Sundance Film Festival - Rebel with its cause restored

This year, the Sundance Film Festival attempted to overhaul its corporate image – and a number of British films showed a spirit of independent daring. Kaleem Aftab reports
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The Independent Culture

Sundance had the Brits to thank as the Utah festival made a concerted attempt to lose its image as a brand heaven and re-focus on discovering film-makers. The movies screened were prefaced with a Sundance ident calling for everyone to "dare to begin again", before ending with the word "rebel" emblazoned across the screen. Only Banksy and Chris Morris seemed to live up to this moniker.

John Cooper, the new festival director, and Robert Redford took a surreptitious swipe at the former festival incumbent Geoff Gilmore when they said it was time for "fresh new blood" and time to focus again on what made Sundance the must-attend festival in the early Nineties, when it was the place to discover the best in American independent cinema.

There was a tacit acknowledgement that the festival had gone too far in its efforts to woo corporate sponsors in recent years. For a time, Sundance had the cognomen "Branddance", when it was impossible to walk through Park City without being hit by some corporation trying to promote its wares.

Nonetheless, there was one brand that was being promoted to high heaven this year, and that was Sundance itself. The landscape for independent films has become brutal in recent years, with less films finding distribution in a crowded marketplace. As such, the role of the festival is changing – it is no longer just about finding the best films and showcasing them. Independent films now need more help than that, and festivals such as Sundance are trying to use their own brand cachet to help platform and distribute work beyond the confines of its own cinemas.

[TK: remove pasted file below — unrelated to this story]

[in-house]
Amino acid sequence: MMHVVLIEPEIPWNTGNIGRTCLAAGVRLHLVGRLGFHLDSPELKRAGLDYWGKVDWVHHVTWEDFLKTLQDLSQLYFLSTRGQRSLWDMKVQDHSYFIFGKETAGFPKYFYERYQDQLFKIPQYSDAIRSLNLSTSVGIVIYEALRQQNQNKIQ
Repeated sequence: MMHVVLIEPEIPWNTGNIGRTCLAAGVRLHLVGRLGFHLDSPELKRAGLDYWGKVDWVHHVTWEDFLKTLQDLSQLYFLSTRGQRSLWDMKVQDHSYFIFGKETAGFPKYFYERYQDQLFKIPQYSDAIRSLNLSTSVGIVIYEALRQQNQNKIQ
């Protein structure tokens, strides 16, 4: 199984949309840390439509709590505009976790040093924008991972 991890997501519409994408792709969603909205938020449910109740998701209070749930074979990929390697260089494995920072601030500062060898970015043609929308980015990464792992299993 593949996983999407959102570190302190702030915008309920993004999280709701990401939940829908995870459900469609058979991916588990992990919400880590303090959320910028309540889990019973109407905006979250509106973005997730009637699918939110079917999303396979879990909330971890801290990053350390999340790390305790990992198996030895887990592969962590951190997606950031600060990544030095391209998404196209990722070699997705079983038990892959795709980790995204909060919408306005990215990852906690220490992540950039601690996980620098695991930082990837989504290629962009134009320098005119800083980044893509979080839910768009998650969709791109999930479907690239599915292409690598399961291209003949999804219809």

One of the big changes this year was the decision not to have an "opening night" film. The usual habit for Sundance is to have a big, star-studded movie that is not in competition on the first night. This year, they changed tactics by showing two competition entries: Howl, from the US narrative section and Restrepo from the US documentary section. They also showed different films from the programme in eight major cities across America to coincide with the start of the festival.

The attempt to obliterate geographical boundaries also saw three movies playing being released on Video-on-Demand television, available in 40 million homes across America. Some of the shorts were also being shown on YouTube and some feature-length titles have been made available to rent over the internet.

For this to work, Sundance needs to create a brand that is strong enough for people to trust its programmers to make the bottleneck choices that distributors once made, which, at least in theory, used to separate the good from the bad before independent films reached cinemas. On this score card, the festival had a mixed result: as with most recent years, the fiction films on show were mostly weak and the documentaries were very strong.